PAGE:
I read Hecate’s excellent post on the dark moon and working with shadows last week, and while I had done a ritual to observe the dark/new moon, I thought to myself, “I wish I’d done that instead.” One of the things about being a Witch is that you learn to be careful what you wish for. Over the next few days, my body reminded me that while my personal monthly cycle is not always in sync with the moon, it does present me with an unenviable opportunity to face my shadows on a regular basis. Now, on the heels of that, we arrive at a day that in the US will be used for contemplations of several kinds, and I am thinking that we should bring the skills of shadow work to this conversation, too.

Each grief proceeds at its own pace, and for some people who grieve September 11th, it will never be far enough away to try to approach it again from the different angle of shadow work. I understand that; I honor that, and wish that I had other comfort to offer. I do not write primarily to those people.

I write because I have experienced the ways that facing one’s shadows, recognizing them, understanding them, and ultimately integrating them, leads to healing and to wholeness. In the absence of this process, we feed our shadows’ power. We see our (denied or unrecognized) shadows everywhere, and we project them even where they don’t belong. We act out their patterns when other behavior would be a better use of our time and energy.

We should talk about our national shadows because they are very real, just as real as our national psyche and self-perception. And because our ideas of what it means to be American are diverse and varied, so are our shadows – but the shadows have an extra power, because they are harder to discuss, harder to see clearly. This inherent power makes them potent political weapons.

For example, I believe that the response of conservative news media to last year’s attack on the US compound in Benghazi was nothing more nor less than a deliberate attempt to inflame a shadow of September 11th in order to reinforce their political attitudes, especially the idea that we desperately need a Strong (Republican) Leader.

Similarly, some Congress members recently distorted the facts of September 11th in order to invoke its shadow to drum up support for one side of the current conflict in Egypt. But if we’ve observed anything in Egypt, it is that the Arab Spring will not lead directly to some miraculous Summer of Democracy. As a country, we should be careful what we wish for, and who we arm.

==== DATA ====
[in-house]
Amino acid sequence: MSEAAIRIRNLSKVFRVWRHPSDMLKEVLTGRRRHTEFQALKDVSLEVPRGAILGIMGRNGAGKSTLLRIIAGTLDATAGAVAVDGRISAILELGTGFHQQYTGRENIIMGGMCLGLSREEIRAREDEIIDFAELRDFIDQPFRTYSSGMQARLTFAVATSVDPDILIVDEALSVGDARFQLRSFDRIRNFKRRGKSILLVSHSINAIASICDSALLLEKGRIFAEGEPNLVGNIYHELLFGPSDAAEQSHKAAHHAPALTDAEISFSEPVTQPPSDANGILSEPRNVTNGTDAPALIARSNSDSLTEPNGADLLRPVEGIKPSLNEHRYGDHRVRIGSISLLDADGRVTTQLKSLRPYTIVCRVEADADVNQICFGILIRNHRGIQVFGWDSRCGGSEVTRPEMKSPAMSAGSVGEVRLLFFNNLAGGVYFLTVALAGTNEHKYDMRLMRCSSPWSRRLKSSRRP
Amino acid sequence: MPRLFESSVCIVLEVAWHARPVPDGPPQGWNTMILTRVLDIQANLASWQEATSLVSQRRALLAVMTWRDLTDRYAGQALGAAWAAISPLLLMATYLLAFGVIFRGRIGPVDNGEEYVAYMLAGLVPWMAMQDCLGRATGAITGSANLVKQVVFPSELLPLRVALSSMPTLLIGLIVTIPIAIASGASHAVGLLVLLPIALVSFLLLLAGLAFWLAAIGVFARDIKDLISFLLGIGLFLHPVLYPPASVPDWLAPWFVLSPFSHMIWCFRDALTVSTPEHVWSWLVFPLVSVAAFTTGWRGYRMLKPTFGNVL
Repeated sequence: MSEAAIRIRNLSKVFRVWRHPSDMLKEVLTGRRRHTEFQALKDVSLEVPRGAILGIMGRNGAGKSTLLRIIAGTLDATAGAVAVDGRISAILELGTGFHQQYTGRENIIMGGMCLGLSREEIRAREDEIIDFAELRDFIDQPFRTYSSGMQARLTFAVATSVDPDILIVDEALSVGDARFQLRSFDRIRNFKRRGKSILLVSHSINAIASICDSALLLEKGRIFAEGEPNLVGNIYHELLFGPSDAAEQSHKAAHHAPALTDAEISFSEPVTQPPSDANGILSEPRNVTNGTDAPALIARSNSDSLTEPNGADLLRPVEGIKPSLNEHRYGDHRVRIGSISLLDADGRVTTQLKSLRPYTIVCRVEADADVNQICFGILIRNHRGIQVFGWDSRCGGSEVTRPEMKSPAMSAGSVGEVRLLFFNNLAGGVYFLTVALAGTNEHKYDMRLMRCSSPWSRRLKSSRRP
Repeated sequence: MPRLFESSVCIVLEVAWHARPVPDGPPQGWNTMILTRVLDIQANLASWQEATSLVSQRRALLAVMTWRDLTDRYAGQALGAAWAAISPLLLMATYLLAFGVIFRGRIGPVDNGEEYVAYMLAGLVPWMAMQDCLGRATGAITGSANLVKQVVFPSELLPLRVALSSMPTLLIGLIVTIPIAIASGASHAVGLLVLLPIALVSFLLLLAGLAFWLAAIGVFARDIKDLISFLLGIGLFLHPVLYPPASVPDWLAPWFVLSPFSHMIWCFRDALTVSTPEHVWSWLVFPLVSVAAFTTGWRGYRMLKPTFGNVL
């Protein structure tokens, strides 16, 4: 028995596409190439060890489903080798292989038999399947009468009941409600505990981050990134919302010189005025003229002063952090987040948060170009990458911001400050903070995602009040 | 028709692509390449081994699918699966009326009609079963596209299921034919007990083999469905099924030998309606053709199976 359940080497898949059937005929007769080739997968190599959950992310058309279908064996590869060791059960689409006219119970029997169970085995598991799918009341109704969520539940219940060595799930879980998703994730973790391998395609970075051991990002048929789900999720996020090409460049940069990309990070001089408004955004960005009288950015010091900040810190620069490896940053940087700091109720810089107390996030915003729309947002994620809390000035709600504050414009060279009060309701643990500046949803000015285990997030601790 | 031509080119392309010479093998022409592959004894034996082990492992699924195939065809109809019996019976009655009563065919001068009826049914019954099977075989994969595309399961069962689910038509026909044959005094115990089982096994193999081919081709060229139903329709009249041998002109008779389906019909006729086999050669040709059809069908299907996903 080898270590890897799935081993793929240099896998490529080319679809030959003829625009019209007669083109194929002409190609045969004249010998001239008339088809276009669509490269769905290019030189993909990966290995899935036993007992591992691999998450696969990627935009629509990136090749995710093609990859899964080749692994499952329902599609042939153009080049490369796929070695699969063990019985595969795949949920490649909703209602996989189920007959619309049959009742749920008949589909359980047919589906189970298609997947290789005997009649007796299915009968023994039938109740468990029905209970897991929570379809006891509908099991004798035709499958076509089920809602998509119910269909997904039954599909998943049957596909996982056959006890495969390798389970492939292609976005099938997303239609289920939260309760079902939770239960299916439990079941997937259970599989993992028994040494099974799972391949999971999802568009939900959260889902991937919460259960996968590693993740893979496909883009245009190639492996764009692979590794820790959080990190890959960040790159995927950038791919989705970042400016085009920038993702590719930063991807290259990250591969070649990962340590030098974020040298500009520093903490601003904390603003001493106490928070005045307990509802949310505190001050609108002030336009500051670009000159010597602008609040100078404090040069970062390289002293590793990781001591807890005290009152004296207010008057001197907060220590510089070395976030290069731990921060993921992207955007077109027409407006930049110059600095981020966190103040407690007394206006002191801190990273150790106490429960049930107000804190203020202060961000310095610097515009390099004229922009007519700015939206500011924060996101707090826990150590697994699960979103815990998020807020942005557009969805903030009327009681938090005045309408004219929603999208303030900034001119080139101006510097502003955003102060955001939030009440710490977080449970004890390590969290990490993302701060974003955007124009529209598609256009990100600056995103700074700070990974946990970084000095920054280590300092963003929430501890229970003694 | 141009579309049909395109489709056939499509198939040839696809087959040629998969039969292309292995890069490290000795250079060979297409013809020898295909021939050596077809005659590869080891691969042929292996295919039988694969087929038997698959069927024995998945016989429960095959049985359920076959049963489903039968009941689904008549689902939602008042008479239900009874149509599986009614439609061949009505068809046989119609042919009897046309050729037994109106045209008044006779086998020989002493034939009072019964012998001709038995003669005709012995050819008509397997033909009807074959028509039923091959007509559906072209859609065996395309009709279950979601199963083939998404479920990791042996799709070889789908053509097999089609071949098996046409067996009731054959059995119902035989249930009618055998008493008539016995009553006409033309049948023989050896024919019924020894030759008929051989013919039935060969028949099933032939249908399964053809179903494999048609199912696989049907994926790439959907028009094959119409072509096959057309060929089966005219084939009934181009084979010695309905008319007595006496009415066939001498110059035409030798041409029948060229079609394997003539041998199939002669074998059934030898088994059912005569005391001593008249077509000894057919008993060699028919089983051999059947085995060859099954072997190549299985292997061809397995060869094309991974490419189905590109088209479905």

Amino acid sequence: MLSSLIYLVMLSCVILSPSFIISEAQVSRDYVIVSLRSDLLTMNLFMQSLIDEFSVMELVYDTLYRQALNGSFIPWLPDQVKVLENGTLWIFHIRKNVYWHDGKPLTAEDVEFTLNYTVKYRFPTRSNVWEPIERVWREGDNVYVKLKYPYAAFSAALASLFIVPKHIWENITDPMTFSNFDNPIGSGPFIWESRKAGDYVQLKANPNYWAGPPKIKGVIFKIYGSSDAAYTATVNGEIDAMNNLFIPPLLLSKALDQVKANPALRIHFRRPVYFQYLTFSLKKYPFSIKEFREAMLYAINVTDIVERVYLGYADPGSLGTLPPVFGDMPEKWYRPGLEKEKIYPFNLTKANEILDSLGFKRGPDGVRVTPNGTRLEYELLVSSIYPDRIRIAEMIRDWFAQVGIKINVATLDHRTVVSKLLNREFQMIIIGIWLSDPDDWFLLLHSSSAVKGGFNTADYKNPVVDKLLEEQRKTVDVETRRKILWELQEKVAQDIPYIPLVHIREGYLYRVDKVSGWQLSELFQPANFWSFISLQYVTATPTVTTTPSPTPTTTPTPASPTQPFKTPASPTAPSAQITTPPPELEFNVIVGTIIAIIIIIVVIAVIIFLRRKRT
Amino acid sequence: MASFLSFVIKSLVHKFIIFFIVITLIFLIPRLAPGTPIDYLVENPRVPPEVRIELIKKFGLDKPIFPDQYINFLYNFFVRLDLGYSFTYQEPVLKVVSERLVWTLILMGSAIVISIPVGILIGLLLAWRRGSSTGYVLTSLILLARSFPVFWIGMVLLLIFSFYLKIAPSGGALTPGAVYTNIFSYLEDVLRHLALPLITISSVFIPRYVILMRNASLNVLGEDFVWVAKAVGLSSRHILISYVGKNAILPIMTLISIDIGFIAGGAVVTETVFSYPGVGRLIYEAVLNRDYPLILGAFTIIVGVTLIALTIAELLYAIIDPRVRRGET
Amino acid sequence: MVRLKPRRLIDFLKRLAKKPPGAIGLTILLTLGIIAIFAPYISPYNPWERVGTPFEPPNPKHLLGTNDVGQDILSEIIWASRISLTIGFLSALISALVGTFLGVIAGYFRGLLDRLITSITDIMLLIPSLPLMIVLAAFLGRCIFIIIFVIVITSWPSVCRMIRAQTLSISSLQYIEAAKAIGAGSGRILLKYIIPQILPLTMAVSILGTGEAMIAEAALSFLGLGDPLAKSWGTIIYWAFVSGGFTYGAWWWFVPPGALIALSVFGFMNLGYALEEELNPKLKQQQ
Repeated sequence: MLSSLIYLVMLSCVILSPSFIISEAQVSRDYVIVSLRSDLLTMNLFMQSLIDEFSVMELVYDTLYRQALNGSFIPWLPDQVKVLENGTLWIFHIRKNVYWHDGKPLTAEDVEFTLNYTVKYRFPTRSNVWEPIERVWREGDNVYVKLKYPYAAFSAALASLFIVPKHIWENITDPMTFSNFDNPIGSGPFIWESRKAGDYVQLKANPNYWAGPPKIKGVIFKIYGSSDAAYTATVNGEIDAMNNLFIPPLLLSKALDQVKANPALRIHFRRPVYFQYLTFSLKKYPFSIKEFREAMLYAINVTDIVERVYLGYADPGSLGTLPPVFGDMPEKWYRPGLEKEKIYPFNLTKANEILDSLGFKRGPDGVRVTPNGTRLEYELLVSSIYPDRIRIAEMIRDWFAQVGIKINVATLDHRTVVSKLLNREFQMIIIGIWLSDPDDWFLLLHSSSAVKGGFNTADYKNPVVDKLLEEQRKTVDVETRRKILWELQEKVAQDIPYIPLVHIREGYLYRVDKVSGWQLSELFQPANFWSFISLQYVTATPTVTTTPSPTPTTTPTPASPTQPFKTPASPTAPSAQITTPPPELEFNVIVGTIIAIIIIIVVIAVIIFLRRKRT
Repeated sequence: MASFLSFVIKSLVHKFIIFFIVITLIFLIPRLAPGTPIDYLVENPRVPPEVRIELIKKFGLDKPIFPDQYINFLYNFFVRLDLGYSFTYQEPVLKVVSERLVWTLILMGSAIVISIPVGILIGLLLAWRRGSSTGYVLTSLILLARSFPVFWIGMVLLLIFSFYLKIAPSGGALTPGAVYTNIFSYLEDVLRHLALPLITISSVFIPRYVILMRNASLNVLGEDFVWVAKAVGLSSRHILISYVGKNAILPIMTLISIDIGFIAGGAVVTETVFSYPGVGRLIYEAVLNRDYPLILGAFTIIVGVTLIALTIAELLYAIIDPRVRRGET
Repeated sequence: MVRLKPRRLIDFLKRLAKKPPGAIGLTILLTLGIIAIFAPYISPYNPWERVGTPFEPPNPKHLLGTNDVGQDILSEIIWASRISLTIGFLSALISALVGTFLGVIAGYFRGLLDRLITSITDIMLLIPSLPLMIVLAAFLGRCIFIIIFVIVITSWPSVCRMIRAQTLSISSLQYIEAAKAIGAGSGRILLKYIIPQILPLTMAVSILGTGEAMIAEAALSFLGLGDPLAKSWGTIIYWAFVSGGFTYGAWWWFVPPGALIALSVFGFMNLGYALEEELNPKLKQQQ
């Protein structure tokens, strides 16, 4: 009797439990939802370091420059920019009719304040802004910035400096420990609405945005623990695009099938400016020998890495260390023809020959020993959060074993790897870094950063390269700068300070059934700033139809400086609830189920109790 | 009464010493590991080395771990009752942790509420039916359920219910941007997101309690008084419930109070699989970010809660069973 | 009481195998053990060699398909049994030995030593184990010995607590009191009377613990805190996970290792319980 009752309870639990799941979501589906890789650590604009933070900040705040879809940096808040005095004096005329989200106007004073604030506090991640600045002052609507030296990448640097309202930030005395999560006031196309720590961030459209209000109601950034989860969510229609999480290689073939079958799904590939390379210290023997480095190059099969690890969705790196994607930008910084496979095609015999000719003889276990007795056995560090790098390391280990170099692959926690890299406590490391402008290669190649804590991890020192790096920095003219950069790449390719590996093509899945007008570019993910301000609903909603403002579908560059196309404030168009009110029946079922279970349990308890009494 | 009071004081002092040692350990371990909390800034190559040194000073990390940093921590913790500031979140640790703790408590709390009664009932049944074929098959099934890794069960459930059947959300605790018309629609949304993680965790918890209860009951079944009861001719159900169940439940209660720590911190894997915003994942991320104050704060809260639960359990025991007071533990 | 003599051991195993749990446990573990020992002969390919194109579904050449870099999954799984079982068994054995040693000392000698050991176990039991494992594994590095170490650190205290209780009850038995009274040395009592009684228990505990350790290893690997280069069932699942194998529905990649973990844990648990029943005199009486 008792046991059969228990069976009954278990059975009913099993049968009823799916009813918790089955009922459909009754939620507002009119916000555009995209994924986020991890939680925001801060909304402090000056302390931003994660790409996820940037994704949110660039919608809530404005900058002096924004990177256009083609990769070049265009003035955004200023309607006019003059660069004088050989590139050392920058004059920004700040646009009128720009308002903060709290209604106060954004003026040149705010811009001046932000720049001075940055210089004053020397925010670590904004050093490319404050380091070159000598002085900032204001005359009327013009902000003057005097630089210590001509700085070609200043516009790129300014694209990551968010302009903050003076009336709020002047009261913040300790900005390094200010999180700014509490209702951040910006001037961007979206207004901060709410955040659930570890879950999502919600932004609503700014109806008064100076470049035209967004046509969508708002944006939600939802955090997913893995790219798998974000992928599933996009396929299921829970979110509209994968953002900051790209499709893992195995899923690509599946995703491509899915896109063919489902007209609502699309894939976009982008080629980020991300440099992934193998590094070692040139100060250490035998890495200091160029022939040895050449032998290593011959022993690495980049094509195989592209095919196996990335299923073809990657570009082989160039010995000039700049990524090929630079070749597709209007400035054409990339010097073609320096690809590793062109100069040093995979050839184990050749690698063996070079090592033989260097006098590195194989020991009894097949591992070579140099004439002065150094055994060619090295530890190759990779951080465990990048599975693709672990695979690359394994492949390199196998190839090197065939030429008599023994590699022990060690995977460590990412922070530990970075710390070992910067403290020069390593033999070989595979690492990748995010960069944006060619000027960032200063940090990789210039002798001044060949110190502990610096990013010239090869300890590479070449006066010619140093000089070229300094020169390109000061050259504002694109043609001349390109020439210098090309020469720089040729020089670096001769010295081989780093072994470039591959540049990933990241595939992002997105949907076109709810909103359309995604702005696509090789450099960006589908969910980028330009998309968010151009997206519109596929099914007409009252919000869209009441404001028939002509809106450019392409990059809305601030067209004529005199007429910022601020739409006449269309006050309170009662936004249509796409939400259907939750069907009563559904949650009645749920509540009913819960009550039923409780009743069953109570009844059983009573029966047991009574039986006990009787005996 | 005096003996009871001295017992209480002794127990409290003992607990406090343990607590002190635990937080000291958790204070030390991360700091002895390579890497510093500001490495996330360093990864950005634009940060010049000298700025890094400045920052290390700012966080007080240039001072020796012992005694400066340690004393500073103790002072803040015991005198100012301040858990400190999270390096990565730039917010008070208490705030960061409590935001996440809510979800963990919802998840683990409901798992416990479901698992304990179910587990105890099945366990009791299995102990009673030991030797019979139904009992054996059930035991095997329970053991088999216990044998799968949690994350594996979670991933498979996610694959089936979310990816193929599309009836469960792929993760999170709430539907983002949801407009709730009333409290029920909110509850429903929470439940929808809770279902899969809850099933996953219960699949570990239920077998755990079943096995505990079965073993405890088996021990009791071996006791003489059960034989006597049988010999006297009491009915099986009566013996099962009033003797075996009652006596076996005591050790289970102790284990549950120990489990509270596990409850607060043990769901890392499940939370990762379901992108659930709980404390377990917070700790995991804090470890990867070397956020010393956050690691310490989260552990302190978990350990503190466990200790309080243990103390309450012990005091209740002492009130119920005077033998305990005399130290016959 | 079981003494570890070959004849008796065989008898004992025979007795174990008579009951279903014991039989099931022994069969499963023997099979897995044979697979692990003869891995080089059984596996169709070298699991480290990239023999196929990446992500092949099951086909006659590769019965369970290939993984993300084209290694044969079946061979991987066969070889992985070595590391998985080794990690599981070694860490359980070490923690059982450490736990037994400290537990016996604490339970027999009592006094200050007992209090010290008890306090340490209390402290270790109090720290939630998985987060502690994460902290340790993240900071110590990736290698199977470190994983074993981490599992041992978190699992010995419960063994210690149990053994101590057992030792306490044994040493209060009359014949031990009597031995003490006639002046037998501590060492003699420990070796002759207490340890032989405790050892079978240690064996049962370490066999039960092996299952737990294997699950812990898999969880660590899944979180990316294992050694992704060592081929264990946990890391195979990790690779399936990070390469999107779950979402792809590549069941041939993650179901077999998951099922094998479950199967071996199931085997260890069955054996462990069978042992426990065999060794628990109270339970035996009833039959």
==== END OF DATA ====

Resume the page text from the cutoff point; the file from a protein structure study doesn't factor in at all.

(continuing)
As a result, the discussion of what action to take with respect to Syria is covered in shadows: One of the biggest might be called World’s Policeman. This shadow is cast by some heroic history, but it is a shadow, not the thing itself, and it is one we need to be wary of. It often interacts with Sole Superpower, a shadow with even uglier implications. There are also shadows related to actions taken or not taken in military, political, and diplomatic ways more recently and more specifically.

Just as with individual shadow problems, there is a wealth of history that informs the development of these shadows and should be addressed as part of understanding them. (Have you ever seen the photo of Don Rumsfeld shaking hands with Saddam Hussein?) I may yet write more about that. For now, I want to plant the idea of working with our national shadows as something we should do.

But when I write we, I mean the individuals of the country, out of whom the country and her psyche are made. Specifically those of us who do magic, who work with shadow as part of our practice, we should take the lead here. I don’t have a simple recommendation; I don’t think shadow work is ever simple. So I ask you: how would you do shadow work with the country?

For me, I will work with Columbia, engaging with her and with my own personal corner of what it means to be America. I will dialogue with her, and her shadows, and my shadows, the way I have dialogued with my own shadows in the past, and I will try to integrate just a fragment more, so that in the future, I will have the wisdom of honest history and the resulting courage of my convictions to take a stand.